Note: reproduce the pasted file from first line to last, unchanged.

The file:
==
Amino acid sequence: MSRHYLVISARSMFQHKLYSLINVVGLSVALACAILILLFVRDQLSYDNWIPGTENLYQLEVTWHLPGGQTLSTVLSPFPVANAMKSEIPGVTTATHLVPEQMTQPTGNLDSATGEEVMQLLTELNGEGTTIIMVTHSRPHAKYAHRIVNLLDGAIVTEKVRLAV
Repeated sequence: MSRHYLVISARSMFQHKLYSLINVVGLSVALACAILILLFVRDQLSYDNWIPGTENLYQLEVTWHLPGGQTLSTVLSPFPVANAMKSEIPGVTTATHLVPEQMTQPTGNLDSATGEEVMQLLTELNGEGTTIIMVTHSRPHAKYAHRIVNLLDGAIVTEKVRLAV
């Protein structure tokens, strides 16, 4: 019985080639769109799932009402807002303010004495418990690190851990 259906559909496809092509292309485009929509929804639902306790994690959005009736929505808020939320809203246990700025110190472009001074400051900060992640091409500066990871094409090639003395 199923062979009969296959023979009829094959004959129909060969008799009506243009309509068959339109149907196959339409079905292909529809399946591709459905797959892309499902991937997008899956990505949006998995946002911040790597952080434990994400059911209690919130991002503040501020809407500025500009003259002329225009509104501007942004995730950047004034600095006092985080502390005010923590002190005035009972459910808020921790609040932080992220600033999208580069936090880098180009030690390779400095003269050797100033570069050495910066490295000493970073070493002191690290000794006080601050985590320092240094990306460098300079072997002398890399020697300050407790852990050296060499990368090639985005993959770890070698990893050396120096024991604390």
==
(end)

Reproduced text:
Amino acid sequence: MSRHYLVISARSMFQHKLYSLINVVGLSVALACAILILLFVRDQLSYDNWIPGTENLYQLEVTWHLPGGQTLSTVLSPFPVANAMKSEIPGVTTATHLVPEQMTQPTGNLDSATGEEVMQLLTELNGEGTTIIMVTHSRPHAKYAHRIVNLLDGAIVTEKVRLAV
Repeated sequence: MSRHYLVISARSMFQHKLYSLINVVGLSVALACAILILLFVRDQLSYDNWIPGTENLYQLEVTWHLPGGQTLSTVLSPFPVANAMKSEIPGVTTATHLVPEQMTQPTGNLDSATGEEVMQLLTELNGEGTTIIMVTHSRPHAKYAHRIVNLLDGAIVTEKVRLAV
């Protein structure tokens, strides 16, 4: 019985080639769109799932009402807002303010004495418990690190851990 259906559909496809092509292309485009929509929804639902306790994690959005009736929505808020939320809203246990700025110190472009001074400051900060992640091409500066990871094409090639003395 199923062979009969296959023979009829094959004959129909060969008799009506243009309509068959339109149907196959339409079905292909529809399946591709459905797959892309499902991937997008899956990505949006998995946002911040790597952080434990994400059911209690919130991002503040501020809407500025500009003259002329225009509104501007942004995730950047004034600095006092985080502390005010923590002190005035009972459910808020921790609040932080992220600033999208580069936090880098180009030690390779400095003269050797100033570069050495910066490295000493970073070493002191690290000794006080601050985590320092240094990306460098300079072997002398890399020697300050407790852990050296060499990368090639985005993959770890070698990893050396120096024991604390």